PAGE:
Cómo Diseñar un Currículo Basado en Resultados de Aprendizaje

Cómo Diseñar un Currículo Basado en
Resultados de Aprendizaje
(Designing an Outcomes-Based Curriculum)
Día 2: Diseño del Currículo
(Day 2: Curriculum Design)
Universidad Católica de la Santisima Concepción
Doris R. Brodeur, Ph.D.
dbrodeur@mit.edu
Agosto 2009
Objetivos
„
Diseñar un currículo que integre los resultados de
aprendizaje personales, interpersonales y profesionales
con los resultados técnicos disciplinarios
„
Mapear en una estructura curricular existente los
resultados de aprendizaje desados
„
Ingegrar los resutados de aprendizaje deseados a nivel
del curso
Review:
Learning Outcomes Derived From
Mission, Vision, Objectives, and Values
Misión
Visión
Objetivos
Valores
Resultados
de
Aprendizaje
A Curriculum Development Model
C
D
GOALS
I
O
STAKEHOLDER
INPUT
BENCHMARK
EXISTING
CONDITIONS
STRUCTURE,
SEQUENCE,
MAPPING
CDIO
SKILLS
LEARNING
OUTCOMES
COURSES
TEACHING
METHODS
LEARNING
ACTIVITIES
(CDIO
SYLLABUS)
FACILITIES
EXTERNAL
EVALUATION
CRITERIA
CONSTRAINTS
COCURRICULAR
EXPERIENCES
CURRICULUM AND INSTRUCTIONAL
SUPPORT
WORKSPACES
CURRICULUM IMPROVEMENT
FACULTY
DEVELOPMENT
CURRICULUM
EVALUATION
Curriculum Design Components
ƒ
Program learning outcomes aligned with mission,
vision, objectives and values, and validated by program
stakeholders
ƒ
Curriculum structure organized around the
disciplines, with skills and projects interwoven
ƒ
Sequences of learning experiences
ƒ
Mapping of personal, interpersonal and professional
competencies onto the curriculum structure
ƒ
Integration of personal, interpersonal and professional
competencies into courses
Sample Curriculum Structures
(Disciplines run vertically; projects and skills run horizontally.)
A strict
disciplinary
curriculum
Organized around
disciplines, with no explicit
introduction of skills
An integrated
curriculum
Organized around
disciplines, but with
skills and projects
interwoven
A problem-based
curriculum
An apprenticeship
model
Organized around
problems, but with
disciplines interwoven
Based on projects, with no
organized introductions of
disciplines
Sample Course Linkages
Conventional
Sequential
Block
Bus or
Backbone
Linked/merged
Simultaneous
Time
Sequencing The Curriculum
THE BLACK-BOX
EXERCISE
INPUT:
Previous
knowledge
and skills
Course
(black box)
OUTPUT:
”Final” learning
outcomes, competence
for the professional
Input to following
courses
All courses or modules in the program are presented
through their input and output only
• Enables efficient discussions
• Makes connections visible (as well as lack thereof)
• Serves as a basis for improving coordination between
courses
Methods to Integrate Learning Outcomes
‰
‰
‰
‰
‰
‰
For each outcome, identify specific tasks.
Decide the best sequence to teach each task, from simplest to most
complex activities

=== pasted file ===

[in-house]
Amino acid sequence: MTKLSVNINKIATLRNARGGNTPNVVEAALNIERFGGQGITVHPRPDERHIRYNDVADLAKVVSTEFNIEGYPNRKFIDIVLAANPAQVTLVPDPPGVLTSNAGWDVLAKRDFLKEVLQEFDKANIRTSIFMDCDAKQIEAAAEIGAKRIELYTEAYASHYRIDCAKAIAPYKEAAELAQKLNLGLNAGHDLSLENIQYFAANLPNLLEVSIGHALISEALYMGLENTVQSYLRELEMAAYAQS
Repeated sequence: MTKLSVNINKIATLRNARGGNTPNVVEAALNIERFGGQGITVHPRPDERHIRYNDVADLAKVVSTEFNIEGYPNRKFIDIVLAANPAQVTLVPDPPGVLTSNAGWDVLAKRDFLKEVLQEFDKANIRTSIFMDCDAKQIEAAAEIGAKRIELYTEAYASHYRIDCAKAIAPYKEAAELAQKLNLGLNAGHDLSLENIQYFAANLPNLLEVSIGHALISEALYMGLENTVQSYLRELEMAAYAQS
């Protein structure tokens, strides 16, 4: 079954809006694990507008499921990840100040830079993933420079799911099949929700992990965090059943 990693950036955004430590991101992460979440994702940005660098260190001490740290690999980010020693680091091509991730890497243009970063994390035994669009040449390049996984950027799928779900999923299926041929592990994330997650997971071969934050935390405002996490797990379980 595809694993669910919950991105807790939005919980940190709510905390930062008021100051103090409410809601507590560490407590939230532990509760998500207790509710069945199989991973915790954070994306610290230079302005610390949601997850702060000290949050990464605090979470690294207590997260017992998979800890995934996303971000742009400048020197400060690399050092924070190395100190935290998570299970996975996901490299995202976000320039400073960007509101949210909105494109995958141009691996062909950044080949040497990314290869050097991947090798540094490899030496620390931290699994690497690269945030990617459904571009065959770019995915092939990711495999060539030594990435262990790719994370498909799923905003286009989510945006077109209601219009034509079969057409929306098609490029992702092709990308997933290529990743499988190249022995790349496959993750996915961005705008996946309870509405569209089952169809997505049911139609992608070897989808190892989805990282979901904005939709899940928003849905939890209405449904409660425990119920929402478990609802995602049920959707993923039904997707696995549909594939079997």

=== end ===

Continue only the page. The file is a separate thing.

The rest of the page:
Interview course instructors to determine which learning outcomes are
already included in their courses
Assign each task or learning outcome to specific courses in the
curriculum. More than one course can include a specific task; some
courses will not have any tasks for a specific learning outcome
To get buy-in from all faculty, it may be useful to schedule a retreat or
discussion day in which the main focus is to get agreement on which
courses will address which learning outcome. (It is important to look at
the curriculum as a whole to see if you are introducing and teaching a
learning outcome before you expect students to use the skills.)
Create a matrix to summarize the integration of the learning outcomes
into the courses in the curriculum for each program, including common
courses.
Sample Sequence: Pensiamento crítico
„
„
„
„
Articulate the critical thinking
process
Identify assumptions, criteria,
and evidence to make informed
decisions
Evaluate alternative
perspectives, contexts, and the
quality of evidence in making
informed judgments
Examine and cultivate a
personal value system to make
informed decisions
Massachusetts Institute of Technology
Sample Sequence:
Communicación efectiva
„
„
„
„
„
Write short, individual structured reports; create sketches, charts, and
simple graphics; practice simple interpersonal communications
Write and present individual or small-group short reports, e.g., lab
reports
Create discipline-specific graphics
Write large individual or collaborative reports of conference quality;
present collaborative oral reports or conference quality; use appropriate
research resources; implement appropriate communication strategies
based on the requirements of diverse audiences
Write large collaborative reports for technical briefings; present
collaborative oral technical briefings; use appropriate research
resources; implement appropriate communication strategies based on
the requirements of diverse audiences
Sample Sequence:
Liderar y trabajar en grupos
„
„
„
„
Duke University